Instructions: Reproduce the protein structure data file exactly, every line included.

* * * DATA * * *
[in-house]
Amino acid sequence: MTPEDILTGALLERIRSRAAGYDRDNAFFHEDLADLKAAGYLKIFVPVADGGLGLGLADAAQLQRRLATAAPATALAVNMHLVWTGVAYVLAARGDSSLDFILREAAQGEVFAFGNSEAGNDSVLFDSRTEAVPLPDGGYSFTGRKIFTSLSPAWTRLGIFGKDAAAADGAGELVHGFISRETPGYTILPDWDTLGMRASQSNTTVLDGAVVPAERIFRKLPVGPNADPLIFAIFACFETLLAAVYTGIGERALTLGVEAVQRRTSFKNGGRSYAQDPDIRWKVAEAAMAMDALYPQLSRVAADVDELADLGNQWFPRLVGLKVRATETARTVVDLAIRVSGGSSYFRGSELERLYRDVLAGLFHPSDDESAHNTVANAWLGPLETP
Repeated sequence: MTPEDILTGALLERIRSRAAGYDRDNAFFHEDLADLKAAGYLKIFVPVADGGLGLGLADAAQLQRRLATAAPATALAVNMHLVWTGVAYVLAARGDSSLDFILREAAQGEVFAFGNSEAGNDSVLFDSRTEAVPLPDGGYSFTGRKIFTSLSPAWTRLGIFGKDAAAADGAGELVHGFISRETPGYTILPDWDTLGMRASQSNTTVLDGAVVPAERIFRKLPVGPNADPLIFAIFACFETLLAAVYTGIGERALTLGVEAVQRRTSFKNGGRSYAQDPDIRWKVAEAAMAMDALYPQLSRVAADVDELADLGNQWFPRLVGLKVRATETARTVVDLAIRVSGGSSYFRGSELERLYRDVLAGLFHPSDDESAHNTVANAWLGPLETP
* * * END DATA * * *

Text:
[in-house]
Amino acid sequence: MTPEDILTGALLERIRSRAAGYDRDNAFFHEDLADLKAAGYLKIFVPVADGGLGLGLADAAQLQRRLATAAPATALAVNMHLVWTGVAYVLAARGDSSLDFILREAAQGEVFAFGNSEAGNDSVLFDSRTEAVPLPDGGYSFTGRKIFTSLSPAWTRLGIFGKDAAAADGAGELVHGFISRETPGYTILPDWDTLGMRASQSNTTVLDGAVVPAERIFRKLPVGPNADPLIFAIFACFETLLAAVYTGIGERALTLGVEAVQRRTSFKNGGRSYAQDPDIRWKVAEAAMAMDALYPQLSRVAADVDELADLGNQWFPRLVGLKVRATETARTVVDLAIRVSGGSSYFRGSELERLYRDVLAGLFHPSDDESAHNTVANAWLGPLETP
Repeated sequence: MTPEDILTGALLERIRSRAAGYDRDNAFFHEDLADLKAAGYLKIFVPVADGGLGLGLADAAQLQRRLATAAPATALAVNMHLVWTGVAYVLAARGDSSLDFILREAAQGEVFAFGNSEAGNDSVLFDSRTEAVPLPDGGYSFTGRKIFTSLSPAWTRLGIFGKDAAAADGAGELVHGFISRETPGYTILPDWDTLGMRASQSNTTVLDGAVVPAERIFRKLPVGPNADPLIFAIFACFETLLAAVYTGIGERALTLGVEAVQRRTSFKNGGRSYAQDPDIRWKVAEAAMAMDALYPQLSRVAADVDELADLGNQWFPRLVGLKVRATETARTVVDLAIRVSGGSSYFRGSELERLYRDVLAGLFHPSDDESAHNTVANAWLGPLETP